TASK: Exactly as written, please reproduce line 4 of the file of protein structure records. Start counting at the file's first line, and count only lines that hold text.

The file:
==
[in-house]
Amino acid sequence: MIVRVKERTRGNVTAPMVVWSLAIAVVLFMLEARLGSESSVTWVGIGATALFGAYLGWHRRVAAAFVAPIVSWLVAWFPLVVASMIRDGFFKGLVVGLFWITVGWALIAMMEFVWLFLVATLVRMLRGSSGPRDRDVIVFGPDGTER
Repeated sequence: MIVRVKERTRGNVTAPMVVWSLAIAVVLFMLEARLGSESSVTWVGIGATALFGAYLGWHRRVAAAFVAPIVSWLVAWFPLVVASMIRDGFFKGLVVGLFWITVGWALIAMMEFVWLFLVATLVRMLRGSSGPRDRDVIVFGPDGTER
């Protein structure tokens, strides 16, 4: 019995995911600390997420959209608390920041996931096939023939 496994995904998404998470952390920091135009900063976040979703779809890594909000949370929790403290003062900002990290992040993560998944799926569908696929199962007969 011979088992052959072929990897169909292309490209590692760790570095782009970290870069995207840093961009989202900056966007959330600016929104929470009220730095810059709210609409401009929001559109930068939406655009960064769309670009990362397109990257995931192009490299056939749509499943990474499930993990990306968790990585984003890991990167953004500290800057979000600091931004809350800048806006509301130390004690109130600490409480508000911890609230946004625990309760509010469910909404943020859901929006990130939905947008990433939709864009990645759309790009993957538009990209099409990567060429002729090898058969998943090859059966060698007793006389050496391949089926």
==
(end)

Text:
């Protein structure tokens, strides 16, 4: 019995995911600390997420959209608390920041996931096939023939 496994995904998404998470952390920091135009900063976040979703779809890594909000949370929790403290003062900002990290992040993560998944799926569908696929199962007969 011979088992052959072929990897169909292309490209590692760790570095782009970290870069995207840093961009989202900056966007959330600016929104929470009220730095810059709210609409401009929001559109930068939406655009960064769309670009990362397109990257995931192009490299056939749509499943990474499930993990990306968790990585984003890991990167953004500290800057979000600091931004809350800048806006509301130390004690109130600490409480508000911890609230946004625990309760509010469910909404943020859901929006990130939905947008990433939709864009990645759309790009993957538009990209099409990567060429002729090898058969998943090859059966060698007793006389050496391949089926």